Ball pits for social justice warriors are apparently now a thing on college campuses. Repeatedly, the ball pits have popped up at snowflake-friendly campus events discovered by Heat Street.
We blame the impulse to coddle and be coddled — which apparently has students fully regressing to the McDonald’s PlayPlace dreams of their childhoods.
Saint Mary’s College of California will bring a ball pit to campus on Oct. 3, as part of its Mental Health Awareness and Campus of Caring Week.
Other universities have also found ball pits a perfect “safe space” to talk about feelings and other really important and serious stuff.
Last semester, the University of Central Florida included a ball pit as part of its Social Justice Week. “The campus community will have an opportunity to enter a ball pit with another person and have an engaging conversation about a variety of social justice topics,” the event page said.
Texas Tech University also got a ball pit, which it put in its “free speech area,” as part of its Diversity Week in March 2016. Advertising its event as “a flashback to your childhood,” the Residence Hall Organization said it offered “an opportunity to meet new people, learn new things about different cultures, all while sitting in a ball pit!”
At SUNY Broome last semester, students participated in a “Civility Week” event, where they “have the chance to interact with Pagans, Christians, Muslims, athletes, lesbians, nerds, African-Americans and many more groups, asking any questions they want, including those that may feel awkward or socially inappropriate outside for this program.” As they traveled from table to table, they would “have a civility passport that will be stamped.” A ball pit awaited at the end, for students to “hang out in and enjoy as you help contribute to a more culturally aware SUNY Broome,” one write-up said.
California State University-Northridge featured a ball pit as part of its speech-policing “Inclusive Language” campaign, which warned students how some words and phrases, including “crazy” and “man up,” are offensive.
And last year, Brandeis University’s social-justice focused initiative DEIS Impact booked a ball pit as part of its “Take a Seat, Break Down Barriers” event.
“Are you interested in learning about another person’s background and how it influences how they view social justice?” the university advertised. “Take a seat in our ball pit with someone new! You never know what you might learn or how your stereotypes will be challenged.”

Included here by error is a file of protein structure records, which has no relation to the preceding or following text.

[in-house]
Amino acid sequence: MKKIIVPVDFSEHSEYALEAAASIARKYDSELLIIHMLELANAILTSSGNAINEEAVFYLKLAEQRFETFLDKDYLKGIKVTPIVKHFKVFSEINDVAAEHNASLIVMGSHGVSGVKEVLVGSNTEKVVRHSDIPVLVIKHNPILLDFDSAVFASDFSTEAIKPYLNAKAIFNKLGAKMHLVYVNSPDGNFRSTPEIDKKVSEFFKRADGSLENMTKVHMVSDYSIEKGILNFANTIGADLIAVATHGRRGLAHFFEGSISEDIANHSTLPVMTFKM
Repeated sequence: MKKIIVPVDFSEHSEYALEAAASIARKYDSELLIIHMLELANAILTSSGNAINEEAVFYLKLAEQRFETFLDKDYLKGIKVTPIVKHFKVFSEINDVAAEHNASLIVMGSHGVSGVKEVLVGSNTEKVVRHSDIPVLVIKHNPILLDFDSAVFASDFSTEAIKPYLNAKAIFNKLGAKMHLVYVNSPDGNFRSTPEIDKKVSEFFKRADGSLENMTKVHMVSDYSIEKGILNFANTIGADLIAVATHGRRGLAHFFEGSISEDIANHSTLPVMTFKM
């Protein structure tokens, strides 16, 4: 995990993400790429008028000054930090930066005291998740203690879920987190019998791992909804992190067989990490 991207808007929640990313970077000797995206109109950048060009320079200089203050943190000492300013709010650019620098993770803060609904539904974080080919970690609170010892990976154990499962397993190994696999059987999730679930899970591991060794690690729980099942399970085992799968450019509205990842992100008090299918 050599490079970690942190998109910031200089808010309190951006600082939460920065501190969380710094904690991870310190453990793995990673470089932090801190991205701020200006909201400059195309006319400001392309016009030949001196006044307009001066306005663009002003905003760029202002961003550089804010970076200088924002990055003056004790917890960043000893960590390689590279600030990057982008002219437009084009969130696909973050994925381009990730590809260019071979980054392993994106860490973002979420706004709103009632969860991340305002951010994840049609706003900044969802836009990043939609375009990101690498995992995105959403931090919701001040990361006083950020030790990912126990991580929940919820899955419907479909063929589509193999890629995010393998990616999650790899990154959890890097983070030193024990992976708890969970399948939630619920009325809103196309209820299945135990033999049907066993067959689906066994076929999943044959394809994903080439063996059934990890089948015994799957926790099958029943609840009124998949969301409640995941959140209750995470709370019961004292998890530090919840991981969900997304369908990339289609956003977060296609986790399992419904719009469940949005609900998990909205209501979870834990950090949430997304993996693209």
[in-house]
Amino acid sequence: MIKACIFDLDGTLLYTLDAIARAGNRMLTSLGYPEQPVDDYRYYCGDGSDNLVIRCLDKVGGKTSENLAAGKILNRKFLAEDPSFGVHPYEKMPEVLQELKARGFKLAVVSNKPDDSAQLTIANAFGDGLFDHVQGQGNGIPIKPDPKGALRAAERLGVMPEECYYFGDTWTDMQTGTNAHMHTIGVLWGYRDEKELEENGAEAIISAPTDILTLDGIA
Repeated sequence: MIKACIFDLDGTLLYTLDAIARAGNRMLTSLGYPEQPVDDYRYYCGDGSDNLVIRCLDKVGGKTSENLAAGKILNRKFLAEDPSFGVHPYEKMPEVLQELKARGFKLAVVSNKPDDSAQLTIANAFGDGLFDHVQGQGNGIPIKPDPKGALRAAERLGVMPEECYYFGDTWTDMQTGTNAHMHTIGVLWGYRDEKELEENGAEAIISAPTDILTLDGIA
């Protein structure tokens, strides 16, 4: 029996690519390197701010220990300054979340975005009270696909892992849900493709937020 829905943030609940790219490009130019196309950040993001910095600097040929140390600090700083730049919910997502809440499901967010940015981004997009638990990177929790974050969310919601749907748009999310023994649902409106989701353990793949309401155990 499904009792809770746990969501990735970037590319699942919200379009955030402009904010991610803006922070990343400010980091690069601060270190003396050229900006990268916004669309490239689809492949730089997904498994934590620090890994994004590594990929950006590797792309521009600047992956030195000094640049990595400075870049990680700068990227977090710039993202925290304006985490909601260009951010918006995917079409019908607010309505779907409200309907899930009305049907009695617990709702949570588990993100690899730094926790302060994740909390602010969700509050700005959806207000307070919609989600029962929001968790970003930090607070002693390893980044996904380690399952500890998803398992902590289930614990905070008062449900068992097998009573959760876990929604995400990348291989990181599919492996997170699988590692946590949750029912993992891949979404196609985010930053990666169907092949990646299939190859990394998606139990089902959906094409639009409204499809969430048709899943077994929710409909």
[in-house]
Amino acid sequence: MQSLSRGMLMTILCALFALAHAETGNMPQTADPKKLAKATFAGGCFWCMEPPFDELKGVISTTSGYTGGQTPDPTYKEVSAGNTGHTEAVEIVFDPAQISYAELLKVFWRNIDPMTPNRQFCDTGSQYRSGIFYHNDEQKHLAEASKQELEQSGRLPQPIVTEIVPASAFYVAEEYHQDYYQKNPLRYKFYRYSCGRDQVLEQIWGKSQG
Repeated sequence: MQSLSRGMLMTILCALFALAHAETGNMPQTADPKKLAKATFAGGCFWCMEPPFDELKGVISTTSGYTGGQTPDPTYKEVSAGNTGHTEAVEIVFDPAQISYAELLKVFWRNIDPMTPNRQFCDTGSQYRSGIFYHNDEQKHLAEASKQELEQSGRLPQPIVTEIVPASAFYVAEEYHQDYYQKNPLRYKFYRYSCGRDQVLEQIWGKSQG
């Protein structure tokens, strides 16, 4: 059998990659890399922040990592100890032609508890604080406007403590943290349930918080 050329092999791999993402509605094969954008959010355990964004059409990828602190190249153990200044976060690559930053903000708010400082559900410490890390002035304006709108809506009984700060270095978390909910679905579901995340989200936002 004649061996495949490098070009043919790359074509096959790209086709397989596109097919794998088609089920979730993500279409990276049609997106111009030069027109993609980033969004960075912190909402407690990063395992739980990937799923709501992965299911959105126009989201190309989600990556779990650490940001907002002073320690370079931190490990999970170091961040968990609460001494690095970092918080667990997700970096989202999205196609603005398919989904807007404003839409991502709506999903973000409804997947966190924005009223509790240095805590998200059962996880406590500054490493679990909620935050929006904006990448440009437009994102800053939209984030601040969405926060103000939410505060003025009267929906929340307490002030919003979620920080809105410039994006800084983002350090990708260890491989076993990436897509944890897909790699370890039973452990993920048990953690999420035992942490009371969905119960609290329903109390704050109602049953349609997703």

Brandeis students lolling about in the ball pit were asked about the stereotypes about their own cultures they would like to change, also discussing how they’ve witnessed Social Justice in Action.
In a Facebook video, one student used his time in the ball pit to speak out organized labor.
The University of West Florida’s Common Ground Inclusion and Diversity Training Group, which “provides peer training and dialogue to help create safe spaces to discuss issues of difference and inclusion” also used a ball pit to help students connect.
The trend has also spread to Canada. The University of Manitoba approved a safe space during its back-to-school block party this fall but asked the organizers not to promote it too aggressively, for fear of sending the message that the rest of the event was unsafe.
The university’s caution was “rape culture at its finest,” declared one student organizer, who provided local press with a photo of herself in a ball pit. The play pit was incorporated into her safe space as “to help take anxious students’ minds off their problems.”
The average out-of-state tuition at the colleges mentioned in this article is just under $22,000. At Brandeis and Saint Mary’s College, it’s well over $40,000 a year. Suddenly, daycare looks like a bargain…
— Jillian Kay Melchior writes for Heat Street and is a fellow for the Steamboat Institute and the Independent Women’s Forum.